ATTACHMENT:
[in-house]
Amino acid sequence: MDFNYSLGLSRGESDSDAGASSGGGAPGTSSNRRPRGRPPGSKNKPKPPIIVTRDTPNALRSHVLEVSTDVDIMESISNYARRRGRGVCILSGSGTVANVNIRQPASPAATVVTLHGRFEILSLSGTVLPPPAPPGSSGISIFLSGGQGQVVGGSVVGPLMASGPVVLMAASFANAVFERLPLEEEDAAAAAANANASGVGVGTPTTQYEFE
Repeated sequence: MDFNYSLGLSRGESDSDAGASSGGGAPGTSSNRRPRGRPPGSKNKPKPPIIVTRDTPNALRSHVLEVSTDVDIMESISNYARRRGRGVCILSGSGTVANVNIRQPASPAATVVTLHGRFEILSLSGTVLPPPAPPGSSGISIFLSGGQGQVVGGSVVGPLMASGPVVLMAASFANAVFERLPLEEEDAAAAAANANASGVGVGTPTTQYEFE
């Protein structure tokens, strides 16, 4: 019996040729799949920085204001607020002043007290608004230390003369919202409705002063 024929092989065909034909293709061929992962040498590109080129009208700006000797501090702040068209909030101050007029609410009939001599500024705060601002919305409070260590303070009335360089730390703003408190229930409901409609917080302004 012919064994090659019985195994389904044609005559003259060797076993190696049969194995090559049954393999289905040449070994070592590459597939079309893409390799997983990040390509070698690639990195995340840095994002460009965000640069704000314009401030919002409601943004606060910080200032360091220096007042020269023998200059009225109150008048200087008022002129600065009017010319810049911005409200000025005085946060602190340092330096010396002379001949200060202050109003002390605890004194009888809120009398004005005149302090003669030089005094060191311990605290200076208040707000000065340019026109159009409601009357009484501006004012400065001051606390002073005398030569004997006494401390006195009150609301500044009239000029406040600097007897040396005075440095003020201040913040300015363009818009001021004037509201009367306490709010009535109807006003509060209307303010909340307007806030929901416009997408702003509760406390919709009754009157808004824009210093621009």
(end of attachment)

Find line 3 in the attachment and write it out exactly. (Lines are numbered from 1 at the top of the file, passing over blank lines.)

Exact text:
Repeated sequence: MDFNYSLGLSRGESDSDAGASSGGGAPGTSSNRRPRGRPPGSKNKPKPPIIVTRDTPNALRSHVLEVSTDVDIMESISNYARRRGRGVCILSGSGTVANVNIRQPASPAATVVTLHGRFEILSLSGTVLPPPAPPGSSGISIFLSGGQGQVVGGSVVGPLMASGPVVLMAASFANAVFERLPLEEEDAAAAAANANASGVGVGTPTTQYEFE